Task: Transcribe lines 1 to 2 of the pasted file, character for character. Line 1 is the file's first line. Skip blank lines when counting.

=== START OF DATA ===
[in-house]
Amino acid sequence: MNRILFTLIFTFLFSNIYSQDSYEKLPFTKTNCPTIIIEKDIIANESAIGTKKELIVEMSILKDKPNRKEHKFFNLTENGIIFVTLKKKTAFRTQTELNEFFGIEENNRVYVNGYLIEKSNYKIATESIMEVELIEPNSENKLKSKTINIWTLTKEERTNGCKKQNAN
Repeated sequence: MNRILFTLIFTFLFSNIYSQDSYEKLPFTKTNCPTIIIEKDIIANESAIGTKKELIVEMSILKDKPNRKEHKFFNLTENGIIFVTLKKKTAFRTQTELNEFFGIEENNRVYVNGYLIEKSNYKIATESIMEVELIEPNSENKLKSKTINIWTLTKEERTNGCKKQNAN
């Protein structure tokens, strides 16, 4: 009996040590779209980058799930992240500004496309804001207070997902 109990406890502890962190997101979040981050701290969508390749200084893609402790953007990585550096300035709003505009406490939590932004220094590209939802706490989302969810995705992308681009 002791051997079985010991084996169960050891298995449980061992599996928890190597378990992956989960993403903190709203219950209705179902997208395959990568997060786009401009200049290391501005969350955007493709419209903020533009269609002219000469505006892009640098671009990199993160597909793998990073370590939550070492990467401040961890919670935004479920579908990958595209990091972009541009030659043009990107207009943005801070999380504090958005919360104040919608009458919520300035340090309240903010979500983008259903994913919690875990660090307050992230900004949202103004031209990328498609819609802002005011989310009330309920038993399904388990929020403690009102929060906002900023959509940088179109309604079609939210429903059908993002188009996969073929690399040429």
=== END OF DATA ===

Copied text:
[in-house]
Amino acid sequence: MNRILFTLIFTFLFSNIYSQDSYEKLPFTKTNCPTIIIEKDIIANESAIGTKKELIVEMSILKDKPNRKEHKFFNLTENGIIFVTLKKKTAFRTQTELNEFFGIEENNRVYVNGYLIEKSNYKIATESIMEVELIEPNSENKLKSKTINIWTLTKEERTNGCKKQNAN